Does Your Credit Score Show up on a Background Check?

does-your-credit-score-show-up-on-background-checkBackground checks can return all sorts of information about your past (and present) that you’d rather keep secret. But will it return your credit score?

It’s the question everyone is asking: “does your credit score show up on a background check?”

Or maybe they’re asking “what is a credit score?” or “why would I have to have a background check?”

Well, those questions and more will soon be answered for you! Buckle in, because you’re about to go on a roller coaster. A roller coaster of knowledge!


What is a credit score anyway?

A credit score is a three-digit number created from information collected by the three major credit bureaus, Experian, Equifax, and TransUnion. That information is compiled into credit reports and is fed through a formula (most commonly supplied by the FICO corporation) to create your score. That score is a number that creditors use to determine if they’re going to lend to you and at what rate.

Your credit score is made of five parts.

The largest part, your payment history, makes up 35 percent of your overall score. This is, essentially, whether you pay your bills on time. Obviously, whether or not you’ll be paying the loan back is one of the biggest, if not the biggest, factor a lender takes into account when deciding to lend to you. So whether or not you’ve paid your previous loans and other bills on time is going to be a major consideration.

Amounts owed, at only five percent less, is the next largest part of your credit score. It is an accounting of the current debts you owe, as lenders will suspect you’ll be less able to handle additional obligations if you owe a lot already. The only kinds of loans that probably won’t show up are no credit check loans like payday loans, cash advances, and title loans.

Jumping down to 15 percent, is the length of your credit history. If you’ve been handling your finances well for 10 years, that tells a potential lender a lot more than if you’ve been handling them well for six months.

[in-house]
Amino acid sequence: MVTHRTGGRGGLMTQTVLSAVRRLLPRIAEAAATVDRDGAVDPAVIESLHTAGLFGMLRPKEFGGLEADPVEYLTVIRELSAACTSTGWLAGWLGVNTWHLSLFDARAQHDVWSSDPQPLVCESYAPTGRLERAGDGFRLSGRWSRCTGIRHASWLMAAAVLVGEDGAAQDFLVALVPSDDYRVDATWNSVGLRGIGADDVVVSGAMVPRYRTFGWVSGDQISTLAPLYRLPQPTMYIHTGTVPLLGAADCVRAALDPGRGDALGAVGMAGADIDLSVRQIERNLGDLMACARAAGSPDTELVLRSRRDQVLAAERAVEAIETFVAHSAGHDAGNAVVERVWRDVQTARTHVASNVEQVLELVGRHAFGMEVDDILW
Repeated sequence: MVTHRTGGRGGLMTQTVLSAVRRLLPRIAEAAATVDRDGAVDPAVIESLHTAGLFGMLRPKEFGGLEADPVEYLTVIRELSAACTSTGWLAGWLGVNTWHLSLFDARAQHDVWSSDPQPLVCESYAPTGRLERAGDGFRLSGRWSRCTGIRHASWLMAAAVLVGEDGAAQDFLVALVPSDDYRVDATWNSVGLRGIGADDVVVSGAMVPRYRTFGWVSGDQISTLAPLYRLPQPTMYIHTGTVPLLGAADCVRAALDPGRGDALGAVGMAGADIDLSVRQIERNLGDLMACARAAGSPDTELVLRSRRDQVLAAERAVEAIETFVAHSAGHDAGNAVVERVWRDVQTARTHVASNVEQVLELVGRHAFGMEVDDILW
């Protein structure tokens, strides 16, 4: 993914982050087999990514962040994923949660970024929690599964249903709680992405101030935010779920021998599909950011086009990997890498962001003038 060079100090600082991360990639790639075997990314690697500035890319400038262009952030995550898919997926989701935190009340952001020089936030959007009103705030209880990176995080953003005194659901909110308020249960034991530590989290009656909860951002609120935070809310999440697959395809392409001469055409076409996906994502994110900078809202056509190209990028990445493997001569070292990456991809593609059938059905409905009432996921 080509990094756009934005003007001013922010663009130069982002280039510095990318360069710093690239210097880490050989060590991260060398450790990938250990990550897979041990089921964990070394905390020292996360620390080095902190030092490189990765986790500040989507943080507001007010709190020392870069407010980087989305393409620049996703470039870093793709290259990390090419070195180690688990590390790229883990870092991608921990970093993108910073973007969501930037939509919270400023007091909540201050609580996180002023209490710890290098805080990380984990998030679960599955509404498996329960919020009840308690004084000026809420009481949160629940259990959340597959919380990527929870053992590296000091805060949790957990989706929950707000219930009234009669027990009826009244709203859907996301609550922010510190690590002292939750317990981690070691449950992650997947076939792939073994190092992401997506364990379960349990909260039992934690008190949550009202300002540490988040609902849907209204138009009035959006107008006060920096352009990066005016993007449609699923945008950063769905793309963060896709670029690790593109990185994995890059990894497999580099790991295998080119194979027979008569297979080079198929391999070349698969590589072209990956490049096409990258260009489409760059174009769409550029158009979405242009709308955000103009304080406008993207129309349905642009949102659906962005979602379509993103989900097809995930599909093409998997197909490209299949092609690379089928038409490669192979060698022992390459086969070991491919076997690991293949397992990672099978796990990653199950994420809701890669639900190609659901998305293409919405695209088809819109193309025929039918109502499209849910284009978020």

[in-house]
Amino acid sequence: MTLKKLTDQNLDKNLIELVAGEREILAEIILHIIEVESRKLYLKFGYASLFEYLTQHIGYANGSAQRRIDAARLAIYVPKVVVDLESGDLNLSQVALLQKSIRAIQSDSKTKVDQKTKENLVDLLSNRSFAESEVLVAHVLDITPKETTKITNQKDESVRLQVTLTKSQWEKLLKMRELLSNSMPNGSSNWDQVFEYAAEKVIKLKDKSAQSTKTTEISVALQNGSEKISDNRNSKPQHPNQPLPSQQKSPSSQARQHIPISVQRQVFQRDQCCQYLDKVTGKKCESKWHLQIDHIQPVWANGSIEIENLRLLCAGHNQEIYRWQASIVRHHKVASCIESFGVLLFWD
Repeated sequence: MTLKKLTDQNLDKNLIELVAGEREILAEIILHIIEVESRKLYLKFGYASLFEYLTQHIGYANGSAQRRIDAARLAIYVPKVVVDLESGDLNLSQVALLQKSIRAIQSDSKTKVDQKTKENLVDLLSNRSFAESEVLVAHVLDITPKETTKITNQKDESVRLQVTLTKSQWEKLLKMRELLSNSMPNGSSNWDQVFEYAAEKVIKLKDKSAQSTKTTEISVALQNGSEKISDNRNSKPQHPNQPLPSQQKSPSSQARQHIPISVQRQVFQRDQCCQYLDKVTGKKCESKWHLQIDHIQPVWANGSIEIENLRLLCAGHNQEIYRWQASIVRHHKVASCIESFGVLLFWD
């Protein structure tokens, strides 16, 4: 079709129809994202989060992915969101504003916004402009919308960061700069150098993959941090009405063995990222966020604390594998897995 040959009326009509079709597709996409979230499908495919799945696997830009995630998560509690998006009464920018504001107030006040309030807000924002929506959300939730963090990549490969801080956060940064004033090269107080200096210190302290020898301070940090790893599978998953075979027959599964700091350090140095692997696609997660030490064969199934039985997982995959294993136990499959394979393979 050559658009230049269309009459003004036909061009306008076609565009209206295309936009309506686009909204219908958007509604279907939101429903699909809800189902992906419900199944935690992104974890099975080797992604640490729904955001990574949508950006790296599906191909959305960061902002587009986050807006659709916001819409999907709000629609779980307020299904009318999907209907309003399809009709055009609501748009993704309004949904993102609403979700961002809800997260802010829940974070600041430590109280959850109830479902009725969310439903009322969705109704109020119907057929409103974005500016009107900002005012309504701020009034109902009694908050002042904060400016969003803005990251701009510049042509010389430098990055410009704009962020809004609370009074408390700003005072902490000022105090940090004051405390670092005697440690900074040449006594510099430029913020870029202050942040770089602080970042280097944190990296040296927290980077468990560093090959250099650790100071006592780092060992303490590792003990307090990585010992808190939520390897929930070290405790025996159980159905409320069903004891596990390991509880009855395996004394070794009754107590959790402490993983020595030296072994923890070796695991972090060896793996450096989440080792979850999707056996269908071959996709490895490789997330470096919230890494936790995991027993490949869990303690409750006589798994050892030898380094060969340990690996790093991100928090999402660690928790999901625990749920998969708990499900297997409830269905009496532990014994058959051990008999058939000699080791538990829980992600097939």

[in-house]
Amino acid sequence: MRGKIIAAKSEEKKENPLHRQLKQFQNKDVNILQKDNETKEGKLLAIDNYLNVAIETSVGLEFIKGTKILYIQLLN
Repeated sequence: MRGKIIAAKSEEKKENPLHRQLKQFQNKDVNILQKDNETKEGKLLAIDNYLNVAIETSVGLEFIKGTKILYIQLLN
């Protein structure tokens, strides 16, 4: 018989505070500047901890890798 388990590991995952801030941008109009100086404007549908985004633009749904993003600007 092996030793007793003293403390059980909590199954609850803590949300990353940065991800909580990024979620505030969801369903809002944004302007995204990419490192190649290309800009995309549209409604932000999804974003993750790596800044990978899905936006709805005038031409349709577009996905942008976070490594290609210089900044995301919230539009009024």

The last two parts of your credit score are worth 10 percent each. One is your credit mix, which concerns the specific kinds of debt you hold. Certain debts will reflect more positively on your credit score while having no debt at all can actually be a negative. Lenders would rather see you taking out personal loans or using a credit card and paying them off in full and on time than avoiding credit at all.

The last 10 percent comes from new credit inquiries. When a potential lender performs what’s known as a “hard credit check” it will temporarily show up on your credit report. Lenders feel uncomfortable if they know you’re trying to take out multiple loans all at once. (There are exceptions for inquiries made within a certain short-term period to encourage shopping around for the best rate.) Soft credit checks, on the other hand, do not show up on your credit report.

Put all that information together, and you get your credit score. A credit score higher than 720 and you’re in great shape. Lower than 630, and you’ll be really running into trouble.

When will you get a background check?

Anyone has the ability to run a background check on you with your consent. However, most commonly a person will be asked to undergo a background check if they’re trying to apply for an apartment or a job.

If your credit score is less than ideal, you may be worried it could show up on a background check. Will an employer, a landlord, or an extremely cautious potential new friend judge you differently if a poor score shows up on the background check?

Well, you may not have to worry about that very specific scenario.

Will it or won’t it include your score?